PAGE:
Love Letters To The Public Transport System/Count Me In

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JOYCE MCMILLAN on LOVE LETTERS TO THE PUBLIC TRANSPORT SYSTEM and COUNT ME IN at the Traverse Theatre, Edinburgh, for The Scotsman 5.3.11
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Love Letters To The Public Transport System 4 stars ****
Count Me In 3 stars ***

THE NATIONAL THEATRE OF SCOTLAND’S “Reveal” season of new work at the Traverse opens in what at first seems like low-key style, with this double bill of solo shows by young Glasgow-based artists. Like his 2010 Oran Mor hit Crunch, Gary McNair’s Count Me In explores the borderlands between theatre and the art of the public lecture, this time with an exploration of how McNair has reached the age of 25 without knowing much – or anything at all, really – about the political system in which he lives.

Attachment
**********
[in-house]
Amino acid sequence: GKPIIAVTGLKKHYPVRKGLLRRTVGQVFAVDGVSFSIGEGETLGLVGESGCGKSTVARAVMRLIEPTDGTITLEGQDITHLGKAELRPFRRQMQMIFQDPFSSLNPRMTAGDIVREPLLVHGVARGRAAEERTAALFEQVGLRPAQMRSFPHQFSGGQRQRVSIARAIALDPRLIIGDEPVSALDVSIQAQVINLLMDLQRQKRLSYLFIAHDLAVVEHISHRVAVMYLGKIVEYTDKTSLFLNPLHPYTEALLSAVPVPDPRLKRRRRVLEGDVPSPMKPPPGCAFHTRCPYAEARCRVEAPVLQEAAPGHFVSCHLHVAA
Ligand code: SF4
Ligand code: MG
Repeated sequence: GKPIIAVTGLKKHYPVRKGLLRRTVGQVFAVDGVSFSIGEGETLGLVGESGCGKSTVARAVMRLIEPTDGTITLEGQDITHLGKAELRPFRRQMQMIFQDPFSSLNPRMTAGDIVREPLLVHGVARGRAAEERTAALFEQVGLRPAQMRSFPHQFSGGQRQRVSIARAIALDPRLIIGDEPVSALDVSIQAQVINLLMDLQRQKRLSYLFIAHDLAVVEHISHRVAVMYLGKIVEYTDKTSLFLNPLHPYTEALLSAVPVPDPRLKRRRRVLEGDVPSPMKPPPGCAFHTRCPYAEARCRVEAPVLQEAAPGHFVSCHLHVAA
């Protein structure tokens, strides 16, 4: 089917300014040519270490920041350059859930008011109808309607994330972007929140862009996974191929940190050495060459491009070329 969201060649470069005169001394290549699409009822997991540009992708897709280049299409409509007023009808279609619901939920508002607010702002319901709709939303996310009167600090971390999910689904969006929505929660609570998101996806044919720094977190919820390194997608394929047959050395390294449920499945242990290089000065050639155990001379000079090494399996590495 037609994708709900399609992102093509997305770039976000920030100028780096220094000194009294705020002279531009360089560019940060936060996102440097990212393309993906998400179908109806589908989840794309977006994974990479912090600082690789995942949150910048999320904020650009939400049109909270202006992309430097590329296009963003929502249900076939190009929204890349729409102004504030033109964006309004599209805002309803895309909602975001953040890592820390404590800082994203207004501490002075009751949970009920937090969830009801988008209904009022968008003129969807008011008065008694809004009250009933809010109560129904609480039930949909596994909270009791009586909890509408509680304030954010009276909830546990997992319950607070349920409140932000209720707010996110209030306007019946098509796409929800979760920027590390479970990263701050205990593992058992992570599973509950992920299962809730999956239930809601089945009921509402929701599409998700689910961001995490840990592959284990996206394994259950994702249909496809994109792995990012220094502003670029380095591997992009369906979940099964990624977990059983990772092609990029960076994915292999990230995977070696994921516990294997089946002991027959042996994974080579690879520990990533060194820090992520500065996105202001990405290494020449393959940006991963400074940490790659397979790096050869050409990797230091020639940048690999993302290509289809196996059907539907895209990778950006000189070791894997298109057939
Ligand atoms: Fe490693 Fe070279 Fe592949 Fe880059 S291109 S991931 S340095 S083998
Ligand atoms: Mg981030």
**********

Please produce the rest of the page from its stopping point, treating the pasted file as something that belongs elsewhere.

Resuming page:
The show is never less than engaging, and the ease with which McNair takes on the idea of interactive theatre is always fascinating; this time, we all have to use a hand-held voting device to take part in instant polls about voting systems and marmite. In the end, though, McNair really has nothing to say about the much-debated issue of political engagement, except that – er – he should get more engaged.

Molly Taylor’s Love Letters To The Public Transport System, by contrast, is a traditional one-hour monologue of extraordinary exuberance and power; three interwoven stories of lives subtly changed by journeys on buses and trains, and of Taylor’s quest for a a way to thank the bus and train drivers who have delivered her to some of the key meetings of her life.

The mood of Taylor’s show is intensely romantic, the language a fabulous mixture of down-to-earth realism and soaring lyricism, all delivered in a post-modern Glasgow-Scouse idiom that pays full respect both to Taylor’s current city, and to her Liverpool roots. And in telling her sweet and ravishing stories – including one familiar to fans of Scottish theatre – Taylor also offers a memorable portrait of Britain today, rich in diversity, strewn with remarkable cities, and still underpinned by public services that are often despised, but without which the fabric of our lives – including some strands of pure magic – would simply collapse.

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